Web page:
Effect of Lepidium meyenii (MACA) on sexual desire and its absent relationship with serum testosterone levels in adult healthy men
Article first published online: 11 DEC 2002
Volume 34, Issue 6, pages 367–372, December 2002
How to Cite
Gonzales, G. F., Córdova, A., Vega, K., Chung, A., Villena, A., Góñez, C. and Castillo, S. (2002), Effect of Lepidium meyenii (MACA) on sexual desire and its absent relationship with serum testosterone levels in adult healthy men. Andrologia, 34: 367–372. doi: 10.1046/j.1439-0272.2002.00519.x
- Issue published online: 11 DEC 2002
- Article first published online: 11 DEC 2002
- Accepted: July 29, 2002
- Lepidium meyenii;
- men Maca;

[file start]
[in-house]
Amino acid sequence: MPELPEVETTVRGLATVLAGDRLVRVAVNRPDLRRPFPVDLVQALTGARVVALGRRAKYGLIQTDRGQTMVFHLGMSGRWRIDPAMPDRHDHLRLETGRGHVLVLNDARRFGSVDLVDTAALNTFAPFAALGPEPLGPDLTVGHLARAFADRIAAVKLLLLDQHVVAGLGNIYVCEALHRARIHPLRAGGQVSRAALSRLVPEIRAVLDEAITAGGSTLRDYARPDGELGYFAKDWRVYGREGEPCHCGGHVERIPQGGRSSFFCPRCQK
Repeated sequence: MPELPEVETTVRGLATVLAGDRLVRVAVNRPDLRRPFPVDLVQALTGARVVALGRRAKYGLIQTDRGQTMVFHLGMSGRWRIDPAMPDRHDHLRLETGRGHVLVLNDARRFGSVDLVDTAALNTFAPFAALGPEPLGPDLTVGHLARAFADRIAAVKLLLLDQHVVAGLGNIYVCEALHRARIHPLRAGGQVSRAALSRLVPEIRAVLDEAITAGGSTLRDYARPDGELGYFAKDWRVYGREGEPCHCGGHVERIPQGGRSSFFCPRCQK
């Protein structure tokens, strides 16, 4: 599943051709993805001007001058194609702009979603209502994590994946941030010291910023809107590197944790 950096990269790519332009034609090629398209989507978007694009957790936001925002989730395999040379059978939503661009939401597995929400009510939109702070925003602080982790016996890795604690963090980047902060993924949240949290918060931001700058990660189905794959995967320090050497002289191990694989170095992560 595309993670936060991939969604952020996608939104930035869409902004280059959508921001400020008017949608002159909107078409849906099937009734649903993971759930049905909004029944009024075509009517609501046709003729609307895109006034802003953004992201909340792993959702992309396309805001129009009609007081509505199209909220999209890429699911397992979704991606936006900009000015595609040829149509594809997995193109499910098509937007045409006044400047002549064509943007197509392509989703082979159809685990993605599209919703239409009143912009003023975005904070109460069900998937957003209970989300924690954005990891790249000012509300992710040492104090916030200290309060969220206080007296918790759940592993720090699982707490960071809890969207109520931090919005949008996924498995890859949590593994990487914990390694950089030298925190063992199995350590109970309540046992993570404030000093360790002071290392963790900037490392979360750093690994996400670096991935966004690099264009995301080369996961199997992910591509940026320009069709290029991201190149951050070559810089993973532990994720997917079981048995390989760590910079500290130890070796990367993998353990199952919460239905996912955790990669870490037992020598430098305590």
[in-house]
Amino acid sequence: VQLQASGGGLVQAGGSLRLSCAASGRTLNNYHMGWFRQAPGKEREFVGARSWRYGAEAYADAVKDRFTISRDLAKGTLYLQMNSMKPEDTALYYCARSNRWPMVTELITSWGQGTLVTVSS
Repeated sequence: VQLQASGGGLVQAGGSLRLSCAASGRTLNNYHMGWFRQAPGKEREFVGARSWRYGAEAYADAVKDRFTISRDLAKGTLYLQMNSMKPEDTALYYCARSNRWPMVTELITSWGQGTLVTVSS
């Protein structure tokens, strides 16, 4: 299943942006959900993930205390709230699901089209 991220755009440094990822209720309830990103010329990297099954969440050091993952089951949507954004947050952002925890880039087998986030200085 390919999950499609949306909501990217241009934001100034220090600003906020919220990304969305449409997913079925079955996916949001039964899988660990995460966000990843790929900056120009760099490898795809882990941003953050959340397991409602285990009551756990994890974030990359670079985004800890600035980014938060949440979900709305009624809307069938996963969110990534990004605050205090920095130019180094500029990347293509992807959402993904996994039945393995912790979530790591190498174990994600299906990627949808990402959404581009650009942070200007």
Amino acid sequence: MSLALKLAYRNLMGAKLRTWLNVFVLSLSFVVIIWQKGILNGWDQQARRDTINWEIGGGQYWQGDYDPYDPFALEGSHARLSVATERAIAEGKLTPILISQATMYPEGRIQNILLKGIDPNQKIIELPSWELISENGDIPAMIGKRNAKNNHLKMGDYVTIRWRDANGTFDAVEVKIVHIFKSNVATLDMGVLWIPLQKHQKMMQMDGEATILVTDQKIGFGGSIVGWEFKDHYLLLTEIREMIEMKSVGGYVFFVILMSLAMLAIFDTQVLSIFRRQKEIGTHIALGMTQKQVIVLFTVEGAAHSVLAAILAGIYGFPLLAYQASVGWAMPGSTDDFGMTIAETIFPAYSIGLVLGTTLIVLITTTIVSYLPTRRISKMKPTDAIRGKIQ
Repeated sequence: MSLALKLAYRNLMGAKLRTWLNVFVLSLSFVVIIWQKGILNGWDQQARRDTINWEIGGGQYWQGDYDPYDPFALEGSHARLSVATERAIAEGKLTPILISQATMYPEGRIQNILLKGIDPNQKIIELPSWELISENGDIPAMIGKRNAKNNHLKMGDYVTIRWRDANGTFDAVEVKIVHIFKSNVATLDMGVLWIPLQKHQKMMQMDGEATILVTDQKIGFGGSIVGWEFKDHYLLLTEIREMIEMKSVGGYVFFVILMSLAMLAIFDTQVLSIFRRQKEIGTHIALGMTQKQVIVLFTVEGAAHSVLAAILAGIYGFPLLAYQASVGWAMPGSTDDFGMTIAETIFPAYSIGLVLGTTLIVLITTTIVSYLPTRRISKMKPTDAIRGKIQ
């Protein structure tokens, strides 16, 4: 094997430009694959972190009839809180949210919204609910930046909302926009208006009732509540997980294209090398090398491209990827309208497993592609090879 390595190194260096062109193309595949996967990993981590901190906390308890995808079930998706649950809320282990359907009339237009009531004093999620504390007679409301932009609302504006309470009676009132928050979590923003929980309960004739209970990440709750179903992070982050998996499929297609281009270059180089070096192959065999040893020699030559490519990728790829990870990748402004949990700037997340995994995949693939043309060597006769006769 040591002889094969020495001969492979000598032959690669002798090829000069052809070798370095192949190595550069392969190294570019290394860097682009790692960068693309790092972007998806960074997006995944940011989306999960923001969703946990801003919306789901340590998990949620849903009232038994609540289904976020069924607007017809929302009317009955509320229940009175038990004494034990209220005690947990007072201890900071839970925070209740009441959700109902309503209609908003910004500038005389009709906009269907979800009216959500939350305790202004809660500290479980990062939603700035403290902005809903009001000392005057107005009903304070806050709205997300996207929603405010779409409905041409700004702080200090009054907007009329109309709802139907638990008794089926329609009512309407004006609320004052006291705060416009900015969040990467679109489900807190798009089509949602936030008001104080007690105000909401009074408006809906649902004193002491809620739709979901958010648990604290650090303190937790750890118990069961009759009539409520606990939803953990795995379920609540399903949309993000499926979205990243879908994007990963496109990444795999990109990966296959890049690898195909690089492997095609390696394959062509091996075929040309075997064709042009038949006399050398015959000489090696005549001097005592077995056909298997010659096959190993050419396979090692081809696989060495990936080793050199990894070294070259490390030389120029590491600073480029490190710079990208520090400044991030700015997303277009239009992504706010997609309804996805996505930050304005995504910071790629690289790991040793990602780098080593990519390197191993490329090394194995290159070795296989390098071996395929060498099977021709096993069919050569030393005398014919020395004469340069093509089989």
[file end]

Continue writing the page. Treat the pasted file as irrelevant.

- serum testosterone;
- sexual desire
Summary. This study was a 12-week double blind placebo-controlled, randomized, parallel trial in which active treatment with different doses of Maca Gelatinizada was compared with placebo. The study aimed to demonstrate if effect of Maca on subjective report of sexual desire was because of effect on mood or serum testosterone levels. Men aged 21–56 years received Maca in one of two doses: 1500 mg or 3000 mg or placebo.
Self-perception on sexual desire, score for Hamilton test for depression, and Hamilton test for anxiety were measured at 4, 8 and 12 weeks of treatment. An improvement in sexual desire was observed with Maca since 8 weeks of treatment. Serum testosterone and oestradiol levels were not different in men treated with Maca and in those treated with placebo (P:NS). Logistic regression analysis showed that Maca has an independent effect on sexual desire at 8 and 12 weeks of treatment, and this effect is not because of changes in either Hamilton scores for depression or anxiety or serum testosterone and oestradiol levels. In conclusion, treatment with Maca improved sexual desire.